Archive for November, 2012

Renewable Energy News: Is there a Bright Future for Solar Power?

Thursday, November 15th, 2012

Renewable energy accounted for about 13% of the total United States utility-scale electricity generation in 2011, placing the U.S. behind just China in total electricity generation from renewable energy. And while solar power was responsible for less than 1% of all renewable-generated electricity in the U.S. last year, the use of solar energy is growing rapidly.

1. In the first quarter of 2012, developers installed 85% more solar panels compared to the first quarter of 2011.

2. Total U.S. shipments of solar photovoltaic (PV) modules in 2011 hit a record high, increasing from 2,644,498 peak kilowatts in 2010 to 3,772,075 peak kilowatts in 2011, a 43% increase over 2010. Peak kilowatts stands for peak power. This value specifies the output power achieved by a Solar module under full solar radiation.

3. From the beginning of 2010 to the end of June 2012, 1,308 megawatts (MW) of new utility-scale solar capacity has come online, more than tripling the 619 MW in place at the end of 2009.

4. The Energy Information Administration projects solar power to reach 18,000 megawatt hours per day in 2013.

solar use

Interesting Facts about Solar Power in the United States

1. Solar energy is the most abundant energy source on the planet, with 173,000 terawatts striking the Earth continuously. That’s more than 10,000 times the world’s total energy use.

2. The first solar cell was built in 1954 by Bell Laboratories.

3. The space industry has utilized solar power since the 1960s, when they began harnessing solar energy to provide power to spacecraft.

4. The world’s largest solar energy project, consisting of 350,000 solar mirrors, is underway in California’s Mojave Desert.

Prices continue to fall, but Obstacles remain

As prices of both solar cells and solar modules continue to fall – solar cells dropped from 1.13 in 2010 to $0.92 in 2011and solar modules (a packaged connected assembly of photovoltaic cells) dropped from $1.96 in 2010 to $1.59 in 2011- the feasibility of solar energy use in the U.S. continues to increase. And these prices are expected to keep dropping in 2012 as solar technology advances.

price of solar energy

Still, there are hurdles that the solar industry must still address, such as soft costs (permitting, zoning, and hooking the solar system to the power grid). On average, these soft costs can add more than $2,500 to the total cost of a solar energy system.

As you can clearly see, solar power is not going to take over the energy industry in 2012, but we are headed in the right direction!

To learn more, please contact CQI Associates by calling 410-740-0667 or visit CQIAssociates.com today!

CQI Associates has saved our public and private commercial clients well over $1,500,000,000 based on our energy and environmental program and project saving recommendations.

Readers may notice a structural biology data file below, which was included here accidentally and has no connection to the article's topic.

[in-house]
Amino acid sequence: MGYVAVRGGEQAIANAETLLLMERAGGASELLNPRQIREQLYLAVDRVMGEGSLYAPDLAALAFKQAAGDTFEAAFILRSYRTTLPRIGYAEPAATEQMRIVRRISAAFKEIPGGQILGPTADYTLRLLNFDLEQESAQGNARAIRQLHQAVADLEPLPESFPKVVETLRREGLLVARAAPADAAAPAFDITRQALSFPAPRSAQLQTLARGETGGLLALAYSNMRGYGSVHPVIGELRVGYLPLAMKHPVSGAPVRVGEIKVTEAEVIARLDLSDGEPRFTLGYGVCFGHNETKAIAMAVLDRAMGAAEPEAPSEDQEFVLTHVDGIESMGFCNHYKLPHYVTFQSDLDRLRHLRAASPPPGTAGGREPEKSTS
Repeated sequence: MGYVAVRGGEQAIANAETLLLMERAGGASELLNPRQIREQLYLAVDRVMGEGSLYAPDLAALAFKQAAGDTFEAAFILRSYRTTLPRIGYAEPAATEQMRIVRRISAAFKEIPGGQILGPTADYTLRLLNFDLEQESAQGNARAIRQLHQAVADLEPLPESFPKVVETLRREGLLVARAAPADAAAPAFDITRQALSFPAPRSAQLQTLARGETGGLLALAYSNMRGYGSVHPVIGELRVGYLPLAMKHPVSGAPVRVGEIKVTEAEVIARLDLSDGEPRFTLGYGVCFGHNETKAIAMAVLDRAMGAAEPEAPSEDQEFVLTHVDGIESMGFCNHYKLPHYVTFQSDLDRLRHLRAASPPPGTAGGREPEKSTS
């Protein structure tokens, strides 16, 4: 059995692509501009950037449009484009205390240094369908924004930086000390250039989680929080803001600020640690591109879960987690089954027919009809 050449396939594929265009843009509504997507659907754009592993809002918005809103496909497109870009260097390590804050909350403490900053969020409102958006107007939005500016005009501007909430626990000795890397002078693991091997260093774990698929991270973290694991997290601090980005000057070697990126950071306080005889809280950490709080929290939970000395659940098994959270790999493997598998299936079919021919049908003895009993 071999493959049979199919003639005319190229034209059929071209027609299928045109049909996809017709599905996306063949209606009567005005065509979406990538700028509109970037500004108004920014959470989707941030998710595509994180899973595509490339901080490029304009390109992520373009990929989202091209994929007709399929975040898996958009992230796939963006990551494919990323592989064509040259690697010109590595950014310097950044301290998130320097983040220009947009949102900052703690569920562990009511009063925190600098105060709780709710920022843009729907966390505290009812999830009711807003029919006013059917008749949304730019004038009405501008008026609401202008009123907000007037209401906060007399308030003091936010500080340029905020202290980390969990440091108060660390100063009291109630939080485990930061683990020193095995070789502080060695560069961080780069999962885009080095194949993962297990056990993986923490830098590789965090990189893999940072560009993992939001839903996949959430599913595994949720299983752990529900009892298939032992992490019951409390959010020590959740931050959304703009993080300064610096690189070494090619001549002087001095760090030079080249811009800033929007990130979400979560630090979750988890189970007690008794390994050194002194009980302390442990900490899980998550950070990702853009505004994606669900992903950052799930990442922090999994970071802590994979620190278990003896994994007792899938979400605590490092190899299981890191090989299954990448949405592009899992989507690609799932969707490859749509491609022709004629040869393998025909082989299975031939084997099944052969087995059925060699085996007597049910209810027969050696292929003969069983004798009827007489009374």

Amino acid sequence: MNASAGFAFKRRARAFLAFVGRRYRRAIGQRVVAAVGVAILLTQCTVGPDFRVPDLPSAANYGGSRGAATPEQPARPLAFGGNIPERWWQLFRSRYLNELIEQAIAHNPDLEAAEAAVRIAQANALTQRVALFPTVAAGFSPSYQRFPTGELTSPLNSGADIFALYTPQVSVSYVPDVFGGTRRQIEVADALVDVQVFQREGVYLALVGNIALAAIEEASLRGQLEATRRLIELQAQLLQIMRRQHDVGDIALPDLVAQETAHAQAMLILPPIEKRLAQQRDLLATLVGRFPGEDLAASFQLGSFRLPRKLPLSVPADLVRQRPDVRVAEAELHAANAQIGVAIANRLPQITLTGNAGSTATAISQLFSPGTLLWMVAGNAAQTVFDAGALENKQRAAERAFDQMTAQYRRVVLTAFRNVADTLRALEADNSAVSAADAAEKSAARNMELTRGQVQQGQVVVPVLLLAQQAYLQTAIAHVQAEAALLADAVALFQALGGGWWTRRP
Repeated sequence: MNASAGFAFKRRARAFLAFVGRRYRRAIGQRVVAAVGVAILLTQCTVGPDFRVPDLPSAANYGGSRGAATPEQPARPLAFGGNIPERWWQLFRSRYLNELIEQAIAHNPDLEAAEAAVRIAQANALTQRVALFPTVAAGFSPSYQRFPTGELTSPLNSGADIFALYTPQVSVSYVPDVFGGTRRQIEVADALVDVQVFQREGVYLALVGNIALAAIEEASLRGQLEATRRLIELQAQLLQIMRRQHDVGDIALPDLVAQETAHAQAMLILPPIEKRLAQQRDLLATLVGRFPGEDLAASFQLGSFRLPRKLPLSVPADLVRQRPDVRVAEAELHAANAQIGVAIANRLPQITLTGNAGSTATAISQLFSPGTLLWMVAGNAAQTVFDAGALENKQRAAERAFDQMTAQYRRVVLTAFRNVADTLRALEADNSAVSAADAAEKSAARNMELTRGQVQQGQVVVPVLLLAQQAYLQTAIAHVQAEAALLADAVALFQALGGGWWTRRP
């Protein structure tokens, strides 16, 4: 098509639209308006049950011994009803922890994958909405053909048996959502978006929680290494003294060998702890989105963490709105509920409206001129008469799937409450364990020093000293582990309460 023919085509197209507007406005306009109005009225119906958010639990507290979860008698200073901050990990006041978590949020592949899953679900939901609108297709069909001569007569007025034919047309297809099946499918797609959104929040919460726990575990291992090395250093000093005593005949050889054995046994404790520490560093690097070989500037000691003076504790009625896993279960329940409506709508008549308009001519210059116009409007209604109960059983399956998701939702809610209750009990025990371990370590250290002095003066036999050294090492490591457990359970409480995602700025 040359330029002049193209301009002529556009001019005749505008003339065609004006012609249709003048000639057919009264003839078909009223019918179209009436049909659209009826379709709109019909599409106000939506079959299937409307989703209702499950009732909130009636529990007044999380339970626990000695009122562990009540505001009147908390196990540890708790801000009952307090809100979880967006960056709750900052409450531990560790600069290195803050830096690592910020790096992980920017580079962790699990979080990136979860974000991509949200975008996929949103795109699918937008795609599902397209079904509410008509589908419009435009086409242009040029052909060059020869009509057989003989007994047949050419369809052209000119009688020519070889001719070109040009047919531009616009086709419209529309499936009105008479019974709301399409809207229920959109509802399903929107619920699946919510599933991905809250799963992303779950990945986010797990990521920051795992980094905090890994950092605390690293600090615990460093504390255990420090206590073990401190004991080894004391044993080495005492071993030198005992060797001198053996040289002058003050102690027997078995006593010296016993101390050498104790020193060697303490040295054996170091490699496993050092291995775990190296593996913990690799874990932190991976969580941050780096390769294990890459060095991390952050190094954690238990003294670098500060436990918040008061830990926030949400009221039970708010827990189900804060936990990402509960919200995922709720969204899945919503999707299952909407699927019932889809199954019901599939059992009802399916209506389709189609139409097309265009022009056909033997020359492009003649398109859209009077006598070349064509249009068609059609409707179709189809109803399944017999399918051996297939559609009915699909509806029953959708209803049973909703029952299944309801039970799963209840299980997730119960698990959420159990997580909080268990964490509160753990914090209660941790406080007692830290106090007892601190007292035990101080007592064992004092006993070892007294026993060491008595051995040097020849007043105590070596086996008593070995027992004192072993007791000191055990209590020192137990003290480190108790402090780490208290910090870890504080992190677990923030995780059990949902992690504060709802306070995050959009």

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Hurricane Sandy and the Energy Industry: What can you expect?

Monday, November 12th, 2012

Besides knocking down power lines and causing countless blackouts up and down the east coast, Hurricane Sandy may also have a bigger impact on the energy industry, hitting you were it hurts most: your wallet.

Hurricane Sandy and the Oil Industry

According to IHS Global Insight, supply chain managers in the Northeast are expected to see a shortage of refined oil products after Sandy forced 70% of the East Coast’s oil refineries to shut down. And while many refineries have returned to full capacity, several refineries throughout New Jersey and New York, including the product trading hub in New York Harbor, remain out of operation.

More importantly, the closing of the hub in New York Harbor has severely affected the oil supply line. The entire Northeast relies not only on oil products from the region, but also products imported from the Gulf Coast and elsewhere. Demand in the Northeast is approximately 2.2 million barrels per day:  42% from local refineries, 31% from other regions (mainly the Gulf Coast), and 27% from net imports.

For this reason, 24% of all New York gas stations are still without gas.

Crude Oil Prices Rise

Crude oil prices rose today for the second straight day in the market after gasoline supplies fell 1.5 million barrels to 198 million. Crude oil advanced as much as 1.4% to $2.6571 a gallon.

“The devastation and fuel shortages brought on by Hurricane Sandy are still being felt across the product complex in the U.S.,” said Andrey Kryuchenkov, a London-based analyst at VTB Capital.

Hurricane Sandy and the Electric Industry

Following Hurricane Sandy, outages remain a major problem, especially in New Jersey, where 14% of people (569, 822) are still without power. Meanwhile, 355,055 are without power in New York; 9,797 in Pennsylvania; and 2,113 in Maryland. And while these numbers may seem high, consider that when the hurricane first hit, 8,511,251 were left without power. Since then, power has been restored for 7,357,492 individuals.